Prospective memory slips are associated with forgetting to take glucose-lowering therapies among adults with diabetes: results from the second Diabetes MILES - Australia (MILES-2) survey

Diabet Med. 2019 May;36(5):569-577. doi: 10.1111/dme.13873. Epub 2018 Dec 14.


Aims: Prospective memory has been long considered a fundamental cognitive ability for optimal medication taking, but the role of prospective memory errors (termed 'slips') in diabetes self-care is unclear. Our aim was to examine associations between prospective memory and medication taking in adults with Type 1 and Type 2 diabetes mellitus.

Methods: Some 901 adults with Type 1 diabetes and 927 with Type 2 diabetes completed a cross-sectional survey focused on the psychological and behavioural aspects of living with diabetes. Respondents reported whether they had forgotten to take their diabetes medication over the previous 14 days.

Results: Twenty-four per cent (n = 220) of adults with Type 1 diabetes and 23% (n = 211) with Type 2 diabetes reported that they had forgotten their medication at least once over the previous 14 days. This was associated with more prospective memory slips in adults with Type 1 diabetes [odds ratio (OR) 1.09, 95% confidence interval (CI) 1.05 to 1.13; P < 0.001] and Type 2 diabetes (OR 1.10, 95% CI 1.05 to 1.15; P < 0.001); and with younger age (both groups), insulin pump use (Type 1 diabetes), insulin treatment (Type 2 diabetes), less frequent blood glucose checks (Type 1 diabetes) and higher HbA1c (Type 1 diabetes).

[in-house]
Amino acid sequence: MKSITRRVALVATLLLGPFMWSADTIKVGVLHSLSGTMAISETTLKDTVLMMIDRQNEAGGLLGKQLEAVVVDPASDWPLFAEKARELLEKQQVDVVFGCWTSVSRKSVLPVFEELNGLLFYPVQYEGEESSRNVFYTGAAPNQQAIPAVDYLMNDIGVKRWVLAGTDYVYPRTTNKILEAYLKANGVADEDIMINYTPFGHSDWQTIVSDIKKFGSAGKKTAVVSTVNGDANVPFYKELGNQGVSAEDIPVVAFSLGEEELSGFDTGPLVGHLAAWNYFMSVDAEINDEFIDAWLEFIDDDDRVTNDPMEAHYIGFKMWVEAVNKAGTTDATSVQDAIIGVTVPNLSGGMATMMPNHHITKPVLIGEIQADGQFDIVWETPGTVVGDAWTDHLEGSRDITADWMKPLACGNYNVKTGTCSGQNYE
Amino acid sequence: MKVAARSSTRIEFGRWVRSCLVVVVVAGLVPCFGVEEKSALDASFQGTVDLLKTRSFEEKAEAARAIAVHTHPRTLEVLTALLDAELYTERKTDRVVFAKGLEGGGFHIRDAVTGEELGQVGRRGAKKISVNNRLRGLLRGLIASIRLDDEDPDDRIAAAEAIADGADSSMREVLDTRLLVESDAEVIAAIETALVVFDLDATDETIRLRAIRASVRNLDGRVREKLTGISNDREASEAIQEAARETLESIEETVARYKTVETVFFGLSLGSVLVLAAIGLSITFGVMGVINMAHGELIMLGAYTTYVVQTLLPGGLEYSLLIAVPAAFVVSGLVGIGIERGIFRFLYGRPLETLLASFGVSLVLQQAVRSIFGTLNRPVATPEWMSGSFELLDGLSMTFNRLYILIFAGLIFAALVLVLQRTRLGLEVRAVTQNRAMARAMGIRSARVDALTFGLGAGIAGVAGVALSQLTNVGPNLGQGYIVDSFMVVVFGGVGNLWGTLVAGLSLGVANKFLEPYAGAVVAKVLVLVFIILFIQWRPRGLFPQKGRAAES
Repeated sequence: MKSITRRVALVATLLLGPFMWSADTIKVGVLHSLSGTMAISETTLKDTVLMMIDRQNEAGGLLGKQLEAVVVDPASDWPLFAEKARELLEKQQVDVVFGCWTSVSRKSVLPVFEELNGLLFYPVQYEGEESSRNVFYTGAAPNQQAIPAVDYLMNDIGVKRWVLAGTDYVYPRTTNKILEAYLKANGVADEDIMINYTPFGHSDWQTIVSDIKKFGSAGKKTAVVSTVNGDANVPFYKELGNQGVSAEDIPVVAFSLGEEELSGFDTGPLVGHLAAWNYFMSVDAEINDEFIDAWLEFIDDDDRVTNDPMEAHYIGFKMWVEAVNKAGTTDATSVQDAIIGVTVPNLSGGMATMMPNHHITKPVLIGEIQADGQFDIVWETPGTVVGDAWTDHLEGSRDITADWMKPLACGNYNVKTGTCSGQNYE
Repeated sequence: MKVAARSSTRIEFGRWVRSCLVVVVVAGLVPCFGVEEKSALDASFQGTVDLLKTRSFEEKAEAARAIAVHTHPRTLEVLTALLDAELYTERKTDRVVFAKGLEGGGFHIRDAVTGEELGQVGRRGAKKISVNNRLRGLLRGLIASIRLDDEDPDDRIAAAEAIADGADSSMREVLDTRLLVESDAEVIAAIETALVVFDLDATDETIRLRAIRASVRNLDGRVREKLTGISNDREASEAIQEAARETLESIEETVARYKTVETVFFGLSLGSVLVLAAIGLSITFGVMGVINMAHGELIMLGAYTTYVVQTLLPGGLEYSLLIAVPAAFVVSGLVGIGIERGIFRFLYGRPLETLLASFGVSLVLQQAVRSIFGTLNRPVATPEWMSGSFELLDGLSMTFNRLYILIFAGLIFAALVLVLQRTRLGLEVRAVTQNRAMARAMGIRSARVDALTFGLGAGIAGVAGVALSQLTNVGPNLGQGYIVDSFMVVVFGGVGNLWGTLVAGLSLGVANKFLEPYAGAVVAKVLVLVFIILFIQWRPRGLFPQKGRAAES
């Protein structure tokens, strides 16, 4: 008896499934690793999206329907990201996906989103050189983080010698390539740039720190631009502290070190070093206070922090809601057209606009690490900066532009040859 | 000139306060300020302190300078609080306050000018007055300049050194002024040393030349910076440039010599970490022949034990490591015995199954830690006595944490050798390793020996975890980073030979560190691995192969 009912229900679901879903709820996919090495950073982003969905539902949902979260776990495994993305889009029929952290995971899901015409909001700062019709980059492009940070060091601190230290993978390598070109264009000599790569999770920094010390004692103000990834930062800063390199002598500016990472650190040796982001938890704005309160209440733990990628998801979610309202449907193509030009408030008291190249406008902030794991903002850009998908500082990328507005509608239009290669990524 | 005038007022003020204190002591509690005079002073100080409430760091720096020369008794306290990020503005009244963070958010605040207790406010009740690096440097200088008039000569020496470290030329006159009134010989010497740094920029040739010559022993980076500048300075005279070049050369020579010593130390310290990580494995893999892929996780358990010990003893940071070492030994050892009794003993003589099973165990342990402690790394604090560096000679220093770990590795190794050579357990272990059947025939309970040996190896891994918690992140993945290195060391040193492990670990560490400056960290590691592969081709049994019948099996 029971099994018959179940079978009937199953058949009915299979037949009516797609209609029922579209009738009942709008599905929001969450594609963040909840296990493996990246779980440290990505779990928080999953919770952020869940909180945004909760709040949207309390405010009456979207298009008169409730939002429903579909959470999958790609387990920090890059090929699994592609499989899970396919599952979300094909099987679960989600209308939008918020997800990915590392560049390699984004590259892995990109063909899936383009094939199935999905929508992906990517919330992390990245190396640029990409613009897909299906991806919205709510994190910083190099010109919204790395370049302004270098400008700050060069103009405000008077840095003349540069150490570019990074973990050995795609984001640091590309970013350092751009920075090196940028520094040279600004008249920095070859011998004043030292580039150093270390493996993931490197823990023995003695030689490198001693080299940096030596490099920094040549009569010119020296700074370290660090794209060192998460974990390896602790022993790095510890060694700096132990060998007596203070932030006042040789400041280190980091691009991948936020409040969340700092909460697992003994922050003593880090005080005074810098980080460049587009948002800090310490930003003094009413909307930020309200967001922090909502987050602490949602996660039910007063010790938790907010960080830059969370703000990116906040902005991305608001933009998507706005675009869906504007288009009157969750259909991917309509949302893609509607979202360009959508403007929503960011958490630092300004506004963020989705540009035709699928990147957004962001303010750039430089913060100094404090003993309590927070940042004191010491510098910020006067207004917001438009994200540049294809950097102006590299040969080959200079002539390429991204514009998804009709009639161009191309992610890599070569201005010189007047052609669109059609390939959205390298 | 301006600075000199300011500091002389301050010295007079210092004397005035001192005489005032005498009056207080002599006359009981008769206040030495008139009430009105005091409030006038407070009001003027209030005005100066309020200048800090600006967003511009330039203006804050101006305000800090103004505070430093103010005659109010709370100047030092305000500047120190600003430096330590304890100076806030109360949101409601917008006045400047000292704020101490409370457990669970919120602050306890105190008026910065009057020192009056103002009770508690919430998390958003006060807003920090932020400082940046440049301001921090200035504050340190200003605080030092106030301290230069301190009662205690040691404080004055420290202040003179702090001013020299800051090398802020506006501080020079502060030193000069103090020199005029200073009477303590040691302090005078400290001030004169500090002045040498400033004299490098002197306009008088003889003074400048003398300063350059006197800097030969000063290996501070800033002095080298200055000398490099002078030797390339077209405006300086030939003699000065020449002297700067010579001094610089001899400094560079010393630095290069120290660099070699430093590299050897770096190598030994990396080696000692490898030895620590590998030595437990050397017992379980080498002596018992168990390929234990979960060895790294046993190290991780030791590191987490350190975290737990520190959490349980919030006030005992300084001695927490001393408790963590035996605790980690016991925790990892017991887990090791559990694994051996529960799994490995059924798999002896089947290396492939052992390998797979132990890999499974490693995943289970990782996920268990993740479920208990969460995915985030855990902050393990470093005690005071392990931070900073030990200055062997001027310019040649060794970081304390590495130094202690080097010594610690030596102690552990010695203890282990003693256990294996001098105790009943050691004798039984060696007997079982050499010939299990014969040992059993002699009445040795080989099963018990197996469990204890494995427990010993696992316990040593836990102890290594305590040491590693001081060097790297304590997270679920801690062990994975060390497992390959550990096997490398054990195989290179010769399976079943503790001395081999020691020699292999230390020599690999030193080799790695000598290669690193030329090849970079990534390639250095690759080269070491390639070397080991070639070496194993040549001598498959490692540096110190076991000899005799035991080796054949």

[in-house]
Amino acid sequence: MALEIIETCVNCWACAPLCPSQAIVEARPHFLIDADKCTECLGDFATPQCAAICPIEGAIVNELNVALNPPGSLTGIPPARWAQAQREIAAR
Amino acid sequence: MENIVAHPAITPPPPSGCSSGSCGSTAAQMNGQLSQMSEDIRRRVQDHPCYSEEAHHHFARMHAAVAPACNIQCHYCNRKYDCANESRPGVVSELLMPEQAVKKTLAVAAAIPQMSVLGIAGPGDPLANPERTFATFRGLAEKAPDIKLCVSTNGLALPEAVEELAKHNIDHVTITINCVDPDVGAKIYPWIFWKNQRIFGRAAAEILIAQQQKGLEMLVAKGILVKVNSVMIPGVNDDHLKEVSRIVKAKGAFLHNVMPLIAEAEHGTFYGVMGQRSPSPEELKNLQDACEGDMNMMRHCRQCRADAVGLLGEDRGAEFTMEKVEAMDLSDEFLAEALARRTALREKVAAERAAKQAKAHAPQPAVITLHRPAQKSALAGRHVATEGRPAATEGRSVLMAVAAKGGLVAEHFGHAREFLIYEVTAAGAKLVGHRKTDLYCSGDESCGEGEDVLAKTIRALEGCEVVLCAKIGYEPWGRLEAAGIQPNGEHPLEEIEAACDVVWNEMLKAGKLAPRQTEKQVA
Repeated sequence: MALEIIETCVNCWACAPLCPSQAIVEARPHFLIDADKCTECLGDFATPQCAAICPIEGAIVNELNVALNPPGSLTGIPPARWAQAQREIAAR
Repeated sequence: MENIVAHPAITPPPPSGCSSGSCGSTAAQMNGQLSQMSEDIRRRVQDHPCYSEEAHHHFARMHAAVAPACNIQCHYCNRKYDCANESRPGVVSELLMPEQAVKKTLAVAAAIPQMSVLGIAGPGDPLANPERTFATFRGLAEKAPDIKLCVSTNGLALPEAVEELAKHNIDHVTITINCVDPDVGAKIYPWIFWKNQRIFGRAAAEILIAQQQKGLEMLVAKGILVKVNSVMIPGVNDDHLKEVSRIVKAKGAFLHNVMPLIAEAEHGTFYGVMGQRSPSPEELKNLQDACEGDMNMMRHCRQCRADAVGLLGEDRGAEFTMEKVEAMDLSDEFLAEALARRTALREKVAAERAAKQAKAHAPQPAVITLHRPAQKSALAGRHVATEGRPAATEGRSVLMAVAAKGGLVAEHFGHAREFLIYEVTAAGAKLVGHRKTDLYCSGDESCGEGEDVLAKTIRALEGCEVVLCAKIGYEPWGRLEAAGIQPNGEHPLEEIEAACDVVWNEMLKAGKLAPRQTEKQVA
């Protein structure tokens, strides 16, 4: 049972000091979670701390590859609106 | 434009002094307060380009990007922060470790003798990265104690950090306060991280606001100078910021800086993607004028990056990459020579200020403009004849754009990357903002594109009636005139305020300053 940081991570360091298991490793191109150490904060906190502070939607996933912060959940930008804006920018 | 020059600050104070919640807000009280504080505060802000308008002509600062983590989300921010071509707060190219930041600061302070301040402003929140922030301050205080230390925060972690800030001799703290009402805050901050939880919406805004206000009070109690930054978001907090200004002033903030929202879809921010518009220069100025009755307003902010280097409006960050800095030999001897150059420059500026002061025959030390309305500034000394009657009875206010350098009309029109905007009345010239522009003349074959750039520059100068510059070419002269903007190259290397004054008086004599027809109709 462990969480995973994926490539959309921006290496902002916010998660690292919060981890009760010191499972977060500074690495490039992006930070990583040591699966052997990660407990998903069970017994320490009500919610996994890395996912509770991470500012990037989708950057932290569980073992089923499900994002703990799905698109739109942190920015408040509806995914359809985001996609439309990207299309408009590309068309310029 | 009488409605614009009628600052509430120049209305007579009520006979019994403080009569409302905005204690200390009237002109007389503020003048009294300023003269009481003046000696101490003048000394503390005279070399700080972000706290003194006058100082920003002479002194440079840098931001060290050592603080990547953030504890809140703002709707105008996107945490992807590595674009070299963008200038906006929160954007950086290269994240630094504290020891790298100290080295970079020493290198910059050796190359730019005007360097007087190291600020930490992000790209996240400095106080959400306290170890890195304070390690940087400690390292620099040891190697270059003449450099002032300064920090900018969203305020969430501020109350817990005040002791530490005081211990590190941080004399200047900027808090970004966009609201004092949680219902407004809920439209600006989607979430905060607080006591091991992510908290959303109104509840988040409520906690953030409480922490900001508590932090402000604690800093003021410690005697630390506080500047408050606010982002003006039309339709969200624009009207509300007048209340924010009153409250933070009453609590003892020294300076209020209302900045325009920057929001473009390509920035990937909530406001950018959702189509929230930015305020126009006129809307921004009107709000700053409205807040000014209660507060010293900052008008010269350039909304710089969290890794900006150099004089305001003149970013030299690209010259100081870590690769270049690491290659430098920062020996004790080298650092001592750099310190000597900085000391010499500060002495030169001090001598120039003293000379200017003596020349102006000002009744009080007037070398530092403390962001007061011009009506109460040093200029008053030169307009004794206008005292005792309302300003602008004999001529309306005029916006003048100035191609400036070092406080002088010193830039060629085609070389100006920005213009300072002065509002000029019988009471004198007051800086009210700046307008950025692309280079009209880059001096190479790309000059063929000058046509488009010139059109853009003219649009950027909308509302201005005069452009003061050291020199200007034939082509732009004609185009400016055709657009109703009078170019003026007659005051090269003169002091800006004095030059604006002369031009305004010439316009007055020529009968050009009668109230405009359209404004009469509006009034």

Conclusions: These findings suggest that forgetting medication is relatively common among adults with Type 1 or Type 2 diabetes, and provide preliminary evidence for its relationship with self-reported prospective memory slips.

Publication types

  • Research Support, Non-U.S. Gov't

MeSH terms

  • Adult
  • Aged
  • Australia / epidemiology
  • Cross-Sectional Studies
  • Diabetes Mellitus, Type 2 / complications
  • Diabetes Mellitus, Type 2 / drug therapy*
  • Diabetes Mellitus, Type 2 / epidemiology*
  • Diabetes Mellitus, Type 2 / psychology
  • Female
  • Humans
  • Hypoglycemic Agents / therapeutic use*
  • Male
  • Memory Disorders / complications
  • Memory Disorders / epidemiology*
  • Memory, Episodic*
  • Middle Aged
  • Surveys and Questionnaires


  • Hypoglycemic Agents